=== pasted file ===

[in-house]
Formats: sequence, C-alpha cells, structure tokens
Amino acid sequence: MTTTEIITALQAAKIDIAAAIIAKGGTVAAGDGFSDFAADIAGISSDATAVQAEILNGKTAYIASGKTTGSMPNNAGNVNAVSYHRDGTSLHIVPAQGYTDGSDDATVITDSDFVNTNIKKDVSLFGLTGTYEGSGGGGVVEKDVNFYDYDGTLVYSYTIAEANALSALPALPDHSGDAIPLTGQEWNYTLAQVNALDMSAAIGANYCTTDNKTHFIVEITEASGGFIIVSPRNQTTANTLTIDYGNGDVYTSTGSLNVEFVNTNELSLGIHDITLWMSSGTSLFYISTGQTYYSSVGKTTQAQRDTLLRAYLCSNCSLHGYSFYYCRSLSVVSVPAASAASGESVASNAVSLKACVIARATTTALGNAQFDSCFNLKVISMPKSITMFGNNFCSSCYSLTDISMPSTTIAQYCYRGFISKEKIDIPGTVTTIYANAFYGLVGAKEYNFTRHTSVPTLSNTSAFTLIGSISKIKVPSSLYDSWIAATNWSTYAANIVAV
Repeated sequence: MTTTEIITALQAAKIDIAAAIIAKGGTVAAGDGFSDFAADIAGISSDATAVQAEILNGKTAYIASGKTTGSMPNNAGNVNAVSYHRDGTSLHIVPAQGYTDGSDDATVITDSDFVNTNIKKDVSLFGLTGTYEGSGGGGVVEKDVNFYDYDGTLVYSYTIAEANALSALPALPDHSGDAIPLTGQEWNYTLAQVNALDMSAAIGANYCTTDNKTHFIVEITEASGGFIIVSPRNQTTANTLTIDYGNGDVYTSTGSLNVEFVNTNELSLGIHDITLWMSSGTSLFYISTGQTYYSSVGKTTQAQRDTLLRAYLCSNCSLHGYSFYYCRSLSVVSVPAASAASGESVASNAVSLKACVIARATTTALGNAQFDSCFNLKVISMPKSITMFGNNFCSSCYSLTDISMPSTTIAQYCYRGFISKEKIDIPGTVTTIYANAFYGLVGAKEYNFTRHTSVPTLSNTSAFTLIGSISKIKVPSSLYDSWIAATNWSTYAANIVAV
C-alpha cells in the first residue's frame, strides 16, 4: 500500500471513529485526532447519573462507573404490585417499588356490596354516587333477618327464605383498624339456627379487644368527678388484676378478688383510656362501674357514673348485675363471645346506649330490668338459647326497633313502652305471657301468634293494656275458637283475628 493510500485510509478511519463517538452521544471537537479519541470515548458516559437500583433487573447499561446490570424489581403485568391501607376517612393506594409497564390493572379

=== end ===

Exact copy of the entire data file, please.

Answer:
[in-house]
Formats: sequence, C-alpha cells, structure tokens
Amino acid sequence: MTTTEIITALQAAKIDIAAAIIAKGGTVAAGDGFSDFAADIAGISSDATAVQAEILNGKTAYIASGKTTGSMPNNAGNVNAVSYHRDGTSLHIVPAQGYTDGSDDATVITDSDFVNTNIKKDVSLFGLTGTYEGSGGGGVVEKDVNFYDYDGTLVYSYTIAEANALSALPALPDHSGDAIPLTGQEWNYTLAQVNALDMSAAIGANYCTTDNKTHFIVEITEASGGFIIVSPRNQTTANTLTIDYGNGDVYTSTGSLNVEFVNTNELSLGIHDITLWMSSGTSLFYISTGQTYYSSVGKTTQAQRDTLLRAYLCSNCSLHGYSFYYCRSLSVVSVPAASAASGESVASNAVSLKACVIARATTTALGNAQFDSCFNLKVISMPKSITMFGNNFCSSCYSLTDISMPSTTIAQYCYRGFISKEKIDIPGTVTTIYANAFYGLVGAKEYNFTRHTSVPTLSNTSAFTLIGSISKIKVPSSLYDSWIAATNWSTYAANIVAV
Repeated sequence: MTTTEIITALQAAKIDIAAAIIAKGGTVAAGDGFSDFAADIAGISSDATAVQAEILNGKTAYIASGKTTGSMPNNAGNVNAVSYHRDGTSLHIVPAQGYTDGSDDATVITDSDFVNTNIKKDVSLFGLTGTYEGSGGGGVVEKDVNFYDYDGTLVYSYTIAEANALSALPALPDHSGDAIPLTGQEWNYTLAQVNALDMSAAIGANYCTTDNKTHFIVEITEASGGFIIVSPRNQTTANTLTIDYGNGDVYTSTGSLNVEFVNTNELSLGIHDITLWMSSGTSLFYISTGQTYYSSVGKTTQAQRDTLLRAYLCSNCSLHGYSFYYCRSLSVVSVPAASAASGESVASNAVSLKACVIARATTTALGNAQFDSCFNLKVISMPKSITMFGNNFCSSCYSLTDISMPSTTIAQYCYRGFISKEKIDIPGTVTTIYANAFYGLVGAKEYNFTRHTSVPTLSNTSAFTLIGSISKIKVPSSLYDSWIAATNWSTYAANIVAV
C-alpha cells in the first residue's frame, strides 16, 4: 500500500471513529485526532447519573462507573404490585417499588356490596354516587333477618327464605383498624339456627379487644368527678388484676378478688383510656362501674357514673348485675363471645346506649330490668338459647326497633313502652305471657301468634293494656275458637283475628 493510500485510509478511519463517538452521544471537537479519541470515548458516559437500583433487573447499561446490570424489581403485568391501607376517612393506594409497564390493572379